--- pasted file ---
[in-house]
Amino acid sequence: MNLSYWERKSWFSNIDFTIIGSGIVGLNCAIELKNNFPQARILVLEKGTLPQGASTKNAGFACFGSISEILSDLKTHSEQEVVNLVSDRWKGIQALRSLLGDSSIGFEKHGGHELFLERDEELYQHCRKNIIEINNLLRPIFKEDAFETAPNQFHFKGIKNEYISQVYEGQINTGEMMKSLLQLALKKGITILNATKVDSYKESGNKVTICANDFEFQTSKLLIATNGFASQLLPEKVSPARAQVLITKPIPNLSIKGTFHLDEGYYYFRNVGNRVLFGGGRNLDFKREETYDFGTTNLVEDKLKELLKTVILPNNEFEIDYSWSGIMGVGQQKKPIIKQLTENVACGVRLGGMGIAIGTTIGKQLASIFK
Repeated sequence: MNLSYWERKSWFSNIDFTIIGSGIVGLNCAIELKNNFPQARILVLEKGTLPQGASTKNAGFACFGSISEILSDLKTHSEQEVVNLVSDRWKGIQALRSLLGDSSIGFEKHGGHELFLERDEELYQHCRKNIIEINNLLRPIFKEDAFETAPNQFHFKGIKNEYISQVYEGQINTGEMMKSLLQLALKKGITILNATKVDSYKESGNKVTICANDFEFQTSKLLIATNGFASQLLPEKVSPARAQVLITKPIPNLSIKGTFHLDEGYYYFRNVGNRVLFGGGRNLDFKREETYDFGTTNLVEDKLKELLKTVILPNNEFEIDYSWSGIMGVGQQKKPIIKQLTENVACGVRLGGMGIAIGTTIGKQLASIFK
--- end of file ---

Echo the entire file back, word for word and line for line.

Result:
[in-house]
Amino acid sequence: MNLSYWERKSWFSNIDFTIIGSGIVGLNCAIELKNNFPQARILVLEKGTLPQGASTKNAGFACFGSISEILSDLKTHSEQEVVNLVSDRWKGIQALRSLLGDSSIGFEKHGGHELFLERDEELYQHCRKNIIEINNLLRPIFKEDAFETAPNQFHFKGIKNEYISQVYEGQINTGEMMKSLLQLALKKGITILNATKVDSYKESGNKVTICANDFEFQTSKLLIATNGFASQLLPEKVSPARAQVLITKPIPNLSIKGTFHLDEGYYYFRNVGNRVLFGGGRNLDFKREETYDFGTTNLVEDKLKELLKTVILPNNEFEIDYSWSGIMGVGQQKKPIIKQLTENVACGVRLGGMGIAIGTTIGKQLASIFK
Repeated sequence: MNLSYWERKSWFSNIDFTIIGSGIVGLNCAIELKNNFPQARILVLEKGTLPQGASTKNAGFACFGSISEILSDLKTHSEQEVVNLVSDRWKGIQALRSLLGDSSIGFEKHGGHELFLERDEELYQHCRKNIIEINNLLRPIFKEDAFETAPNQFHFKGIKNEYISQVYEGQINTGEMMKSLLQLALKKGITILNATKVDSYKESGNKVTICANDFEFQTSKLLIATNGFASQLLPEKVSPARAQVLITKPIPNLSIKGTFHLDEGYYYFRNVGNRVLFGGGRNLDFKREETYDFGTTNLVEDKLKELLKTVILPNNEFEIDYSWSGIMGVGQQKKPIIKQLTENVACGVRLGGMGIAIGTTIGKQLASIFK